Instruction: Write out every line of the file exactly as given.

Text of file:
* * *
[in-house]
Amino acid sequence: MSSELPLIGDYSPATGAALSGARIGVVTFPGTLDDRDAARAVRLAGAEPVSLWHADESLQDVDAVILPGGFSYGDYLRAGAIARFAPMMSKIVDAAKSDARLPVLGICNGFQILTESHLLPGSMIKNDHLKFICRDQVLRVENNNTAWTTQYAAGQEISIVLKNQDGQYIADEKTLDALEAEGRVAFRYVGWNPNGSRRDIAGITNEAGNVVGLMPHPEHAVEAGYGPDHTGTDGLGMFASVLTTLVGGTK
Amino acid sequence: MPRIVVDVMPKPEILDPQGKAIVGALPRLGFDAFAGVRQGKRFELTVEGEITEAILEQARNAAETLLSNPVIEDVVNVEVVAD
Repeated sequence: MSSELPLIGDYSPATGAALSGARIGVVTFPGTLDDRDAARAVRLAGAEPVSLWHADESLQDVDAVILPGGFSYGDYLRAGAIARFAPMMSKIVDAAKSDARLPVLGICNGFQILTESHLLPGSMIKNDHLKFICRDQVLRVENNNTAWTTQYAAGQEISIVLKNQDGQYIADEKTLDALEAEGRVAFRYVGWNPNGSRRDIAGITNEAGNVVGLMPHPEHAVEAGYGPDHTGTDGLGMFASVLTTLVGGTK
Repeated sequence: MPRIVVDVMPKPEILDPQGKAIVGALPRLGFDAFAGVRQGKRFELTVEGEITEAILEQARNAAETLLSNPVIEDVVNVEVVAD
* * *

[in-house]
Amino acid sequence: MSSELPLIGDYSPATGAALSGARIGVVTFPGTLDDRDAARAVRLAGAEPVSLWHADESLQDVDAVILPGGFSYGDYLRAGAIARFAPMMSKIVDAAKSDARLPVLGICNGFQILTESHLLPGSMIKNDHLKFICRDQVLRVENNNTAWTTQYAAGQEISIVLKNQDGQYIADEKTLDALEAEGRVAFRYVGWNPNGSRRDIAGITNEAGNVVGLMPHPEHAVEAGYGPDHTGTDGLGMFASVLTTLVGGTK
Amino acid sequence: MPRIVVDVMPKPEILDPQGKAIVGALPRLGFDAFAGVRQGKRFELTVEGEITEAILEQARNAAETLLSNPVIEDVVNVEVVAD
Repeated sequence: MSSELPLIGDYSPATGAALSGARIGVVTFPGTLDDRDAARAVRLAGAEPVSLWHADESLQDVDAVILPGGFSYGDYLRAGAIARFAPMMSKIVDAAKSDARLPVLGICNGFQILTESHLLPGSMIKNDHLKFICRDQVLRVENNNTAWTTQYAAGQEISIVLKNQDGQYIADEKTLDALEAEGRVAFRYVGWNPNGSRRDIAGITNEAGNVVGLMPHPEHAVEAGYGPDHTGTDGLGMFASVLTTLVGGTK
Repeated sequence: MPRIVVDVMPKPEILDPQGKAIVGALPRLGFDAFAGVRQGKRFELTVEGEITEAILEQARNAAETLLSNPVIEDVVNVEVVAD